By Veronica Roth
May 3, 2011
Katherine Tegen Books, 496 pages
In Beatrice Prior’s dystopian Chicago, society is divided into five factions, each dedicated to the cultivation of a particular virtue—Candor (the honest), Abnegation (the selfless), Dauntless (the brave), Amity (the peaceful), and Erudite (the intelligent). On an appointed day of every year, all sixteen-year-olds must select the faction to which they will devote the rest of their lives. For Beatrice, the decision is between staying with her family and being who she really is—she can’t have both. So she makes a choice that surprises everyone, including herself.
During the highly competitive initiation that follows, Beatrice renames herself Tris and struggles to determine who her friends really are—and where, exactly, a romance with a sometimes fascinating, sometimes infuriating boy fits into the life she’s chosen. But Tris also has a secret, one she’s kept hidden from everyone because she’s been warned it can mean death. And as she discovers a growing conflict that threatens to unravel her seemingly perfect society, she also learns that her secret might help her save those she loves . . . or it might destroy her.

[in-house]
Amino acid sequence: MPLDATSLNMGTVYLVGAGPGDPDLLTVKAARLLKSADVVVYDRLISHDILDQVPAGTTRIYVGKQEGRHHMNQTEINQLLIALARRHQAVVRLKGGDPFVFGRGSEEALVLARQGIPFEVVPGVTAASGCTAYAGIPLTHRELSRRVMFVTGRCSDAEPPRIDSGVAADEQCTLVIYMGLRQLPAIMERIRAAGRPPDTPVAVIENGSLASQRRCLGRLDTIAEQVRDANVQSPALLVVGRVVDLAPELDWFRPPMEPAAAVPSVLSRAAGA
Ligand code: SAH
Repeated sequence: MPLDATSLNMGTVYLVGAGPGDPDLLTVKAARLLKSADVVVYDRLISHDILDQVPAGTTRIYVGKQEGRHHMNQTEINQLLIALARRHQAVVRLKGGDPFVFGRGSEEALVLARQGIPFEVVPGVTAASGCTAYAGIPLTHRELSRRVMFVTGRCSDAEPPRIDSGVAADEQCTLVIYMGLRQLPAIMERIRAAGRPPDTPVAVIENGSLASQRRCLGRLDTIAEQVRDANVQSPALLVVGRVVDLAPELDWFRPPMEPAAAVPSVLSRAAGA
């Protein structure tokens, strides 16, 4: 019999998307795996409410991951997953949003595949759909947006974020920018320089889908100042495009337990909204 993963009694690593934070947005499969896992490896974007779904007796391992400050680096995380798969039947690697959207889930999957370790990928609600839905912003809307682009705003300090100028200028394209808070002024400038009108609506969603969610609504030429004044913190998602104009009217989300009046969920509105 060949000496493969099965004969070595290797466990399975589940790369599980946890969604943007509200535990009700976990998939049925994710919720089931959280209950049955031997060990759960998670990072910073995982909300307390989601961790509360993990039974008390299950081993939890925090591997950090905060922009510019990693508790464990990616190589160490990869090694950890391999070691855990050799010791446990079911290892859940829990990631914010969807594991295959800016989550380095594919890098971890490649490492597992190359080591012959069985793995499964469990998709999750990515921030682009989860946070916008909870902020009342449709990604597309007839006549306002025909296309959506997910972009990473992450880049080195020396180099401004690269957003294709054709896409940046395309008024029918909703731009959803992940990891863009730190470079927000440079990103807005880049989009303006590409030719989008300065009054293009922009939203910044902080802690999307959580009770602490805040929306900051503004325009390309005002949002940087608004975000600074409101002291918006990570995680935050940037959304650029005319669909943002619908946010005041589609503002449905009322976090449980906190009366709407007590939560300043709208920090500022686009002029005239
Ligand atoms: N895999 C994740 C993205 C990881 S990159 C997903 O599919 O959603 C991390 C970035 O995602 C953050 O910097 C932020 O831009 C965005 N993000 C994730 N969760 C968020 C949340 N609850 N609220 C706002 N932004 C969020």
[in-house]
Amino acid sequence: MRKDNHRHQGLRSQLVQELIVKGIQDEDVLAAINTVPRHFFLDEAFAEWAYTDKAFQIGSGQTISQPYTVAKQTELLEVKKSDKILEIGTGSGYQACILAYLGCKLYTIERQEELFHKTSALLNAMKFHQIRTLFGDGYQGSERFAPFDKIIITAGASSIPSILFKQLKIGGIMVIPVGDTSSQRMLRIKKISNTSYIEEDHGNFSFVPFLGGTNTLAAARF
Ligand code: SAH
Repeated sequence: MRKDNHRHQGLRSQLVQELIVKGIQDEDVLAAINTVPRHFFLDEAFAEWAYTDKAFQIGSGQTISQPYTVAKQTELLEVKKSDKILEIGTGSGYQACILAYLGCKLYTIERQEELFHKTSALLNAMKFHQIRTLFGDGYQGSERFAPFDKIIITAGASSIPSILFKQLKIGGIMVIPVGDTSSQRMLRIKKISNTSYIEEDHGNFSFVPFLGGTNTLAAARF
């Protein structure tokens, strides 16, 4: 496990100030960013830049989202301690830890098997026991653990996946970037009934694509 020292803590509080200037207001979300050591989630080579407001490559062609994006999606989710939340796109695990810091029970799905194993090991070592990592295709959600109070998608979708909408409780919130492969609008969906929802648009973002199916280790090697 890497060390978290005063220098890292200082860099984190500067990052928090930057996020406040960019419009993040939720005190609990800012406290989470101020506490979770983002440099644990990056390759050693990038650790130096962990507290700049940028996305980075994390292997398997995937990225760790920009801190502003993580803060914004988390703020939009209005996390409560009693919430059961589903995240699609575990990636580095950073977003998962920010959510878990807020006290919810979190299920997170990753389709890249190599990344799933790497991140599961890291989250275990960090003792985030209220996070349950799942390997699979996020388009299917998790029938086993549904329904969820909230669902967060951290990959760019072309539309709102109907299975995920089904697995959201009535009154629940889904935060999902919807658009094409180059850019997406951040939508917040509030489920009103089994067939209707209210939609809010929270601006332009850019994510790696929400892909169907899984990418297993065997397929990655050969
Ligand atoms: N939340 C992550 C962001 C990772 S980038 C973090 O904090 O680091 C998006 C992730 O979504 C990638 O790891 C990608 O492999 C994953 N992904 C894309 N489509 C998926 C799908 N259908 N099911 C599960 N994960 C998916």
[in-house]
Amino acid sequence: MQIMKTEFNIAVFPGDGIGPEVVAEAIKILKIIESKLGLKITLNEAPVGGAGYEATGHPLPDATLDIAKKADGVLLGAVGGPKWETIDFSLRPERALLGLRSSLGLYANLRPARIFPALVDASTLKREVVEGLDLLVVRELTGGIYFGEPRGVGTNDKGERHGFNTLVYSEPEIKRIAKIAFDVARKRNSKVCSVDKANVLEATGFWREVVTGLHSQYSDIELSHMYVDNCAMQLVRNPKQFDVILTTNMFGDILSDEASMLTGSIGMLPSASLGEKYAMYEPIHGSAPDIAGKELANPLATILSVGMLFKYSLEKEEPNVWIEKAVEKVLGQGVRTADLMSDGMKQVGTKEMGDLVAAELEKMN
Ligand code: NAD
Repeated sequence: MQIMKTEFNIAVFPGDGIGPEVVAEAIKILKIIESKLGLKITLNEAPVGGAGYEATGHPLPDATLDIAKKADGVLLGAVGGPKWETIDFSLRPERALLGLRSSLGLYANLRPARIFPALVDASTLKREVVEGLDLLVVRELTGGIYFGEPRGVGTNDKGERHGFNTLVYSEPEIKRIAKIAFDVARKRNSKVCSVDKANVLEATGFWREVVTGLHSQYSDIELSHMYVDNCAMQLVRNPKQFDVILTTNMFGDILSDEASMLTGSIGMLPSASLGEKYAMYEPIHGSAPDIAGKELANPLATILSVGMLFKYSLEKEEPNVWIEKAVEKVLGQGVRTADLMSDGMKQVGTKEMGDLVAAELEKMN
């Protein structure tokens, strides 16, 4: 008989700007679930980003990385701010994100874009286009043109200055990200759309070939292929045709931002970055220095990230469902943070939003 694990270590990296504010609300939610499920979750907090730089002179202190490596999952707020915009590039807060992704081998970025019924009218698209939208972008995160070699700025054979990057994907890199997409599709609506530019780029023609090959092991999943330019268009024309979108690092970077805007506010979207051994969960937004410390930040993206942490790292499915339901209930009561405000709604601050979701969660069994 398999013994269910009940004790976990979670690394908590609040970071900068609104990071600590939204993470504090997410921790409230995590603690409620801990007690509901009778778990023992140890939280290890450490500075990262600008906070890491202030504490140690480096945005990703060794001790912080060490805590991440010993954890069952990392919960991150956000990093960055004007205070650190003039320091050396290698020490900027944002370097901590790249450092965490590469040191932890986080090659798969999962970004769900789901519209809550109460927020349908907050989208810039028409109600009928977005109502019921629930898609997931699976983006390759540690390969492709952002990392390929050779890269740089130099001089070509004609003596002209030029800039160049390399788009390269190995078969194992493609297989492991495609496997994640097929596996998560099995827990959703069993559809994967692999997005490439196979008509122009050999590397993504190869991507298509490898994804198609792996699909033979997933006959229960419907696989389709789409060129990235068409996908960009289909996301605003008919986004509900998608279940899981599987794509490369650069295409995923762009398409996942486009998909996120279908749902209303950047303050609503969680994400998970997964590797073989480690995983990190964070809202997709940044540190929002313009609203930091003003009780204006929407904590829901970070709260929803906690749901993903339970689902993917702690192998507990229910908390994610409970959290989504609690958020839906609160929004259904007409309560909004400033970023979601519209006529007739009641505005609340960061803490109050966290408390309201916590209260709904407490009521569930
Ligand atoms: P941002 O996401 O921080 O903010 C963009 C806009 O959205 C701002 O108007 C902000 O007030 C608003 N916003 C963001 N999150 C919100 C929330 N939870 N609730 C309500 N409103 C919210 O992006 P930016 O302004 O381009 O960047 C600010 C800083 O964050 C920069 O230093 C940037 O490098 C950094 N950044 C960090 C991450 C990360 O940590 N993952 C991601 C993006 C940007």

Debut author Veronica Roth bursts onto the literary scene with the first book in the Divergent series—dystopian thrillers filled with electrifying decisions, heartbreaking betrayals, stunning consequences, and unexpected romance.
— Amazon.com description
Oh, Divergent, how do I love thee? Let me count the ways:
1. The Hunger Games Factor
Someone (Ginger!) told me that she didn’t get the comparisons this book is getting to The Hunger Games. What!? This book is jam-packed with bravery, betrayal, bloodshed, tough decisions, a controlling society and a girl that dares to think for herself. Hello! Hunger Games factor up the wazoo.
I haven’t felt this desperate to finish a book in quite some time. It was bad. It led to this conversation:
Me: I wonder what’s happening in my book right now.
Hubby: What do you mean? You aren’t reading right now.
Me: Yeah. I wonder what the characters are doing.
Hubby: You know the characters don’t keep on doing things while you’re not reading, right?
Me: Hm…are you sure?
Okay, I’m crazy. But that’s how realistic this book felt. I was IN it.
My hometown in ruins! Say it ain’t so! Every time I get on the El in the morning, I think, “How in the world did Tris ever jump onto this while it’s moving?” Trust me, you wouldn’t want to do that.
4. A Boy Named Four
Oh, who are we kidding? Did you think for a second I wouldn’t at least comment on the boy? HA! You don’t know me at all. While tip-toeing around a few things so as not to spoil, I’ll say this: Four wasn’t an ooey-gooey feelings type of guy. And Tris never expected him to be. And I loved that.
Loved it. Buying my own copy next week. Jen, thank you for loaning me this book — you have EXCELLENT taste.
You might also like: The Hunger Games trilogy by Suzanne Collins